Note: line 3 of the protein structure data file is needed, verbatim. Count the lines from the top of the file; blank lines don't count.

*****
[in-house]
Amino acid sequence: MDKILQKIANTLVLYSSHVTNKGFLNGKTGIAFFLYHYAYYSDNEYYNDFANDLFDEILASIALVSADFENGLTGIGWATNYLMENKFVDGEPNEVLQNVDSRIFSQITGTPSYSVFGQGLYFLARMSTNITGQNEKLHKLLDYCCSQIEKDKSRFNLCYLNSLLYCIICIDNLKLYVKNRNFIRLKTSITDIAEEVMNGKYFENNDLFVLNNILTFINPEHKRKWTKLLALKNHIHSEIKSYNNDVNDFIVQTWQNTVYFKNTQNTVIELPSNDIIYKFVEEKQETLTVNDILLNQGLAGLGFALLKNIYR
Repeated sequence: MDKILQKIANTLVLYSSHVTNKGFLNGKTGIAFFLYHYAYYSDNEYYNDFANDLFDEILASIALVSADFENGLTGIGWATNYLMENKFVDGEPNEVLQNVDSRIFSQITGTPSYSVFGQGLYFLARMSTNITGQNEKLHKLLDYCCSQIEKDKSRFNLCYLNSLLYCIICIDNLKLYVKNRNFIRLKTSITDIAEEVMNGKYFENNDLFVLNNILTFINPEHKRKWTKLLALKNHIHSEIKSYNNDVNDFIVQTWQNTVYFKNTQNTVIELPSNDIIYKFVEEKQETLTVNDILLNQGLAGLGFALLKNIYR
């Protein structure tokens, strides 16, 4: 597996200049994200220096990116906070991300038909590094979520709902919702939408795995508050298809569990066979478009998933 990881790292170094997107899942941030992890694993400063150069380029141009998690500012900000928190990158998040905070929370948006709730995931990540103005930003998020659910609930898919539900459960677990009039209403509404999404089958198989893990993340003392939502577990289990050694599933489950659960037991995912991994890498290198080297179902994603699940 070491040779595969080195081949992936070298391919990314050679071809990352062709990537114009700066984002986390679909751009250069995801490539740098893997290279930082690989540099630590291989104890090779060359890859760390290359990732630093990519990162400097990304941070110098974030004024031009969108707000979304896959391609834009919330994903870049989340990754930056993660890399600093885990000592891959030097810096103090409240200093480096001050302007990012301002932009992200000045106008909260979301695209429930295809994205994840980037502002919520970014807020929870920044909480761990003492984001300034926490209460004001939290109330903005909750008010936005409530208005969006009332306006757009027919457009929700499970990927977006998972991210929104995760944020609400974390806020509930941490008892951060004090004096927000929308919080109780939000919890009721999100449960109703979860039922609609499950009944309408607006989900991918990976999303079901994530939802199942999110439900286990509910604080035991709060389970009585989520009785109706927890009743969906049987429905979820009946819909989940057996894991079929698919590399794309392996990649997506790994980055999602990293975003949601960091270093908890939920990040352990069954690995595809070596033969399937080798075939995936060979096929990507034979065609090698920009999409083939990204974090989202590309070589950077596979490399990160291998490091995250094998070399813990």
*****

Repeated sequence: MDKILQKIANTLVLYSSHVTNKGFLNGKTGIAFFLYHYAYYSDNEYYNDFANDLFDEILASIALVSADFENGLTGIGWATNYLMENKFVDGEPNEVLQNVDSRIFSQITGTPSYSVFGQGLYFLARMSTNITGQNEKLHKLLDYCCSQIEKDKSRFNLCYLNSLLYCIICIDNLKLYVKNRNFIRLKTSITDIAEEVMNGKYFENNDLFVLNNILTFINPEHKRKWTKLLALKNHIHSEIKSYNNDVNDFIVQTWQNTVYFKNTQNTVIELPSNDIIYKFVEEKQETLTVNDILLNQGLAGLGFALLKNIYR